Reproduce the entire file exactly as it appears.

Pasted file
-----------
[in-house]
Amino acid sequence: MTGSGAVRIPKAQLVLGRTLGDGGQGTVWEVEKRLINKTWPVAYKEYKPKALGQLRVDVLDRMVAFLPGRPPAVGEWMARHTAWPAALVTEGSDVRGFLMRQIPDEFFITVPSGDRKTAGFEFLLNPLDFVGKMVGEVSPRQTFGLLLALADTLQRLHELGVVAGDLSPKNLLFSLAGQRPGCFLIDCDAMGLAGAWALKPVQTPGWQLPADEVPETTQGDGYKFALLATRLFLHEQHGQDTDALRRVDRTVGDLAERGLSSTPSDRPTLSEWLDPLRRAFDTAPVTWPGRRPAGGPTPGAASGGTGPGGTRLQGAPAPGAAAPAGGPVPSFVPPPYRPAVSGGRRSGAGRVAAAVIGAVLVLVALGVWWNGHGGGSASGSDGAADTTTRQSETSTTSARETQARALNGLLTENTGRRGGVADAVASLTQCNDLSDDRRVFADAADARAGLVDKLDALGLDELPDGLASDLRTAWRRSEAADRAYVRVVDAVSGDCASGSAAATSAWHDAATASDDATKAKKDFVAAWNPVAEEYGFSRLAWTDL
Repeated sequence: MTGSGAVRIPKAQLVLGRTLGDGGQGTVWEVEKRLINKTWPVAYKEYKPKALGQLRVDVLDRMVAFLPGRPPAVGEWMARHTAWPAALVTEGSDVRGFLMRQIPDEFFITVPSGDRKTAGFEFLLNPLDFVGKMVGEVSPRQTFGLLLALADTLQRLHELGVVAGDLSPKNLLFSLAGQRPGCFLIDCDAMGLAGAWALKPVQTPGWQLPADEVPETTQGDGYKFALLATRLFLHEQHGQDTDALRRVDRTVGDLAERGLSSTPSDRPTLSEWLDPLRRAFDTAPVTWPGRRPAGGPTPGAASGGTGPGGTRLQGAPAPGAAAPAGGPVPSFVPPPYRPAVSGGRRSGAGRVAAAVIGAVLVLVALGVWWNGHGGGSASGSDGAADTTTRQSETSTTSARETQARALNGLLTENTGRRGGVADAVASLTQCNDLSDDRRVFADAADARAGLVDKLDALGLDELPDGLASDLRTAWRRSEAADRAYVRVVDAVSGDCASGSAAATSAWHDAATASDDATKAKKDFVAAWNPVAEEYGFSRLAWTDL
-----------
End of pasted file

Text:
[in-house]
Amino acid sequence: MTGSGAVRIPKAQLVLGRTLGDGGQGTVWEVEKRLINKTWPVAYKEYKPKALGQLRVDVLDRMVAFLPGRPPAVGEWMARHTAWPAALVTEGSDVRGFLMRQIPDEFFITVPSGDRKTAGFEFLLNPLDFVGKMVGEVSPRQTFGLLLALADTLQRLHELGVVAGDLSPKNLLFSLAGQRPGCFLIDCDAMGLAGAWALKPVQTPGWQLPADEVPETTQGDGYKFALLATRLFLHEQHGQDTDALRRVDRTVGDLAERGLSSTPSDRPTLSEWLDPLRRAFDTAPVTWPGRRPAGGPTPGAASGGTGPGGTRLQGAPAPGAAAPAGGPVPSFVPPPYRPAVSGGRRSGAGRVAAAVIGAVLVLVALGVWWNGHGGGSASGSDGAADTTTRQSETSTTSARETQARALNGLLTENTGRRGGVADAVASLTQCNDLSDDRRVFADAADARAGLVDKLDALGLDELPDGLASDLRTAWRRSEAADRAYVRVVDAVSGDCASGSAAATSAWHDAATASDDATKAKKDFVAAWNPVAEEYGFSRLAWTDL
Repeated sequence: MTGSGAVRIPKAQLVLGRTLGDGGQGTVWEVEKRLINKTWPVAYKEYKPKALGQLRVDVLDRMVAFLPGRPPAVGEWMARHTAWPAALVTEGSDVRGFLMRQIPDEFFITVPSGDRKTAGFEFLLNPLDFVGKMVGEVSPRQTFGLLLALADTLQRLHELGVVAGDLSPKNLLFSLAGQRPGCFLIDCDAMGLAGAWALKPVQTPGWQLPADEVPETTQGDGYKFALLATRLFLHEQHGQDTDALRRVDRTVGDLAERGLSSTPSDRPTLSEWLDPLRRAFDTAPVTWPGRRPAGGPTPGAASGGTGPGGTRLQGAPAPGAAAPAGGPVPSFVPPPYRPAVSGGRRSGAGRVAAAVIGAVLVLVALGVWWNGHGGGSASGSDGAADTTTRQSETSTTSARETQARALNGLLTENTGRRGGVADAVASLTQCNDLSDDRRVFADAADARAGLVDKLDALGLDELPDGLASDLRTAWRRSEAADRAYVRVVDAVSGDCASGSAAATSAWHDAATASDDATKAKKDFVAAWNPVAEEYGFSRLAWTDL